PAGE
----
- The Washington Times - Thursday, November 2, 2000

This should be the best time of year for Washington sports. We have entered that time when all three of our major professional teams Redskins, Capitals and Wizards are playing at the same time.

This town is juiced, right?

Not hardly.

There is no particularly heightened level of interest in sports in this town right now. The lack of buzz about the Wizards is understandable. The most feeling anyone can manage about Washington's NBA franchise is numbness, even with the biggest star in the history of the game running the team.

By the way, every game the Wizards lose puts them one more away from one of Michael Jordan's goals to be a .500 team. That means tomorrow night's home opener against the New York Knicks is very important. It has significant mediocrity implications.

How bad is it for the Wizards? I think it's safe to say that the Capitals have bigger local stars than the Wizards. Chris Simon and Olie Kolzig are bigger in this town than Juwan Howard and Rod Strickland.

Let's give a warm MCI welcome to new coach Leonard Hamilton tomorrow night, though, in the pregame introductions. It will likely be the highlight of his Wizards coaching career.

The Caps have been playing lackluster hockey for several weeks now but showed some signs of coming out of it Tuesday night when Richard Zednik had a hat trick in their 6-2 win over Detroit.

No one, not even in hockey towns, gets too excited about the sport in November, and there is a sense of confidence and optimism that general manager George McPhee and coach Ron Wilson will get this team going well enough to win and make the playoffs.

With Ted Leonsis' fan-friendly style of management, that was enough last season and probably will be enough again this season. However, good will lasts only so long, and at some point in the near future, fans will want the Caps Web site to be stanleycupchampions.com.

There is no such patience or good will, though, for the biggest fish in the sea, the Redskins. They are 6-3, and by all rights on their way to a successful season despite their Monday night loss to Tennessee.

But there is no joy in Redskinsville. No one seems to be very happy about rooting for the Redskins these days. There seems to be more anger than satisfaction. More fans are angry about parking and pedestrian problems at FedEx Field. Stadium workers are unhappy about working conditions. The NFL is angry about the team's obnoxious efforts to pump up the fans.

Did you hear the boos Monday night after Samari Rolle took that Brad Johnson pass at the end of the first half and ran it 81 yards for a touchdown? You never heard booing like that against a Redskins team at RFK Stadium. It seems like the fans have adopted owner Dan Snyder's attitude about the team winning is the only option. There is no room for compassion or patience. Like Dan Snyder, the fans, too, now have too much money at stake.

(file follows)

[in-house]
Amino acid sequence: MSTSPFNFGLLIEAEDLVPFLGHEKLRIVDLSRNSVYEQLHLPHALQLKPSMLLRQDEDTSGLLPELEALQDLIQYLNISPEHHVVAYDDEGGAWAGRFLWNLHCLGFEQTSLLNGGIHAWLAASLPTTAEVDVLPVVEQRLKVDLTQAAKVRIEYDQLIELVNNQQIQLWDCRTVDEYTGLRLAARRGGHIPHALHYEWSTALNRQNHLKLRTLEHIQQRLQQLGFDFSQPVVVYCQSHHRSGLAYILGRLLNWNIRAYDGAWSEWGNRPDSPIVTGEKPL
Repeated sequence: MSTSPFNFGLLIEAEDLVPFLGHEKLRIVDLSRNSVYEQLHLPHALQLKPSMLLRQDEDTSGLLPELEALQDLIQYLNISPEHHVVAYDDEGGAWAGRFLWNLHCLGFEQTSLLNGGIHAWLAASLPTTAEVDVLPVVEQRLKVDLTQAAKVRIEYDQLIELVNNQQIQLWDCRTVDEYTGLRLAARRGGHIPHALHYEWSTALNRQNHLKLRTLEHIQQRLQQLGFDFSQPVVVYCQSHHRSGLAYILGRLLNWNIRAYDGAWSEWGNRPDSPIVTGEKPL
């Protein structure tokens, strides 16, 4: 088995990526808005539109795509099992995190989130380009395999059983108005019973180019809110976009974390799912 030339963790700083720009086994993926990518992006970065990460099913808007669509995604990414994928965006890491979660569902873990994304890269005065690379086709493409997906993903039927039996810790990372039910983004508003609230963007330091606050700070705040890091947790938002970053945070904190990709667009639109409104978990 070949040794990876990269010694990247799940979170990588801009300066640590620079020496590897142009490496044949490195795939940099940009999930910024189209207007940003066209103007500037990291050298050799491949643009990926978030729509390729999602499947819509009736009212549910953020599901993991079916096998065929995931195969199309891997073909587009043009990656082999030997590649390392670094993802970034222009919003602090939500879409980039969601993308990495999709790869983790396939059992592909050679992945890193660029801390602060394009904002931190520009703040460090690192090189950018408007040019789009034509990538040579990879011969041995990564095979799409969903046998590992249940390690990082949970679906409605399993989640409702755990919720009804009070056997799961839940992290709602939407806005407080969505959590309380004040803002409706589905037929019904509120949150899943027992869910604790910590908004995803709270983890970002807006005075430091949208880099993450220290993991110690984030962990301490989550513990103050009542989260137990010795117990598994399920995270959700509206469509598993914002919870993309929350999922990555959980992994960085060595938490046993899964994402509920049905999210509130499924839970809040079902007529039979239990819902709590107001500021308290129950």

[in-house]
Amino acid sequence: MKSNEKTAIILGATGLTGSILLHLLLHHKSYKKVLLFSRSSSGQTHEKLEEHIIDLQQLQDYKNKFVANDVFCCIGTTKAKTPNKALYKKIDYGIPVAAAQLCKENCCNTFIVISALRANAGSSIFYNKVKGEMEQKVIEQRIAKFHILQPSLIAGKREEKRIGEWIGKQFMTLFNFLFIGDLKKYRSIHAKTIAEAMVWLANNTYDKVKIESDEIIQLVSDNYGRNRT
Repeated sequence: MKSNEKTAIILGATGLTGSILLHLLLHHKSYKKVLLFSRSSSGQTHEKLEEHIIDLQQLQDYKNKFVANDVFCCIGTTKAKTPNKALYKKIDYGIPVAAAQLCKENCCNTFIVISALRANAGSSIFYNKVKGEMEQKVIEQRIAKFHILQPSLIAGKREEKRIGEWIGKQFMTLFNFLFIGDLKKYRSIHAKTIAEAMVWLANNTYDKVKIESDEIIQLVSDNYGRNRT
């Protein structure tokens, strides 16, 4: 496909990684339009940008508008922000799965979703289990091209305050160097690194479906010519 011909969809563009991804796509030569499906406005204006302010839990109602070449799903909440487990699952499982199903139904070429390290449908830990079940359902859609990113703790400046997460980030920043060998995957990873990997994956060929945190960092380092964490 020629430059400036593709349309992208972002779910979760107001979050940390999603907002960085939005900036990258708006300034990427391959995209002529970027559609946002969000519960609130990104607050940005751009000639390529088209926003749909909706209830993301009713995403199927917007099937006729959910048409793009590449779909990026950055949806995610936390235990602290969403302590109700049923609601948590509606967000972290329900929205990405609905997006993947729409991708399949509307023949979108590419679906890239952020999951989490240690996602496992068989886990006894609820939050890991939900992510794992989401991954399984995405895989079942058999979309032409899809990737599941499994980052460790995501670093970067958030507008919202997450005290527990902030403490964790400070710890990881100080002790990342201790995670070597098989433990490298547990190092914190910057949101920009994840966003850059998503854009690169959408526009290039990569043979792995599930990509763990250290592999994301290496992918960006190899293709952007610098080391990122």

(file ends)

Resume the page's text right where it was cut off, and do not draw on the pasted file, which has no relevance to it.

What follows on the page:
However, it was nice to see someone with the No. 21 on his jersey running with the ball for a touchdown. Too bad it wasn't the one they expected to see do it. Deion Sanders came to the stadium Monday night wearing a checkered suit outfit. You can't buy taste, but apparently you can buy tablecloths and have them tailored.

Deion should be wearing that suit Matthew Lesko wears on those commercials to sell his book about how to get government money and free stuff you know, the one with all the question marks on it. That would be a suit that would fit Deion's presence, at least as a punt returner. Isn't that one of the reasons he was brought here?

The Redskins should come away with a win Sunday in Arizona, giving them a 7-3 record going into the bye week. Given the injuries to the offensive line and receivers, that's a pretty good accomplishment.

(In fact, given the remarkable performance of the decimated offensive line and particularly the loss of Tre Johnson, they should induct line coach Russ Grimm into the Pro Football Hall of Fame for this coaching job. Grimm and fellow Hog Joe Jacoby are again on the ballot for Canton.)

But even if this team manages to win 11 or 12 games despite the injuries and makes the playoffs, there is a sense that it won't be enough for fans unless the Redskins wind up in the Super Bowl. That tone is set right at the top, in the owner's box, and now runs through the stands at FedEx Field.

These should be good times for Washington sports fans, when they have a choice of all three of their major pro teams on stage. So where is the juice?

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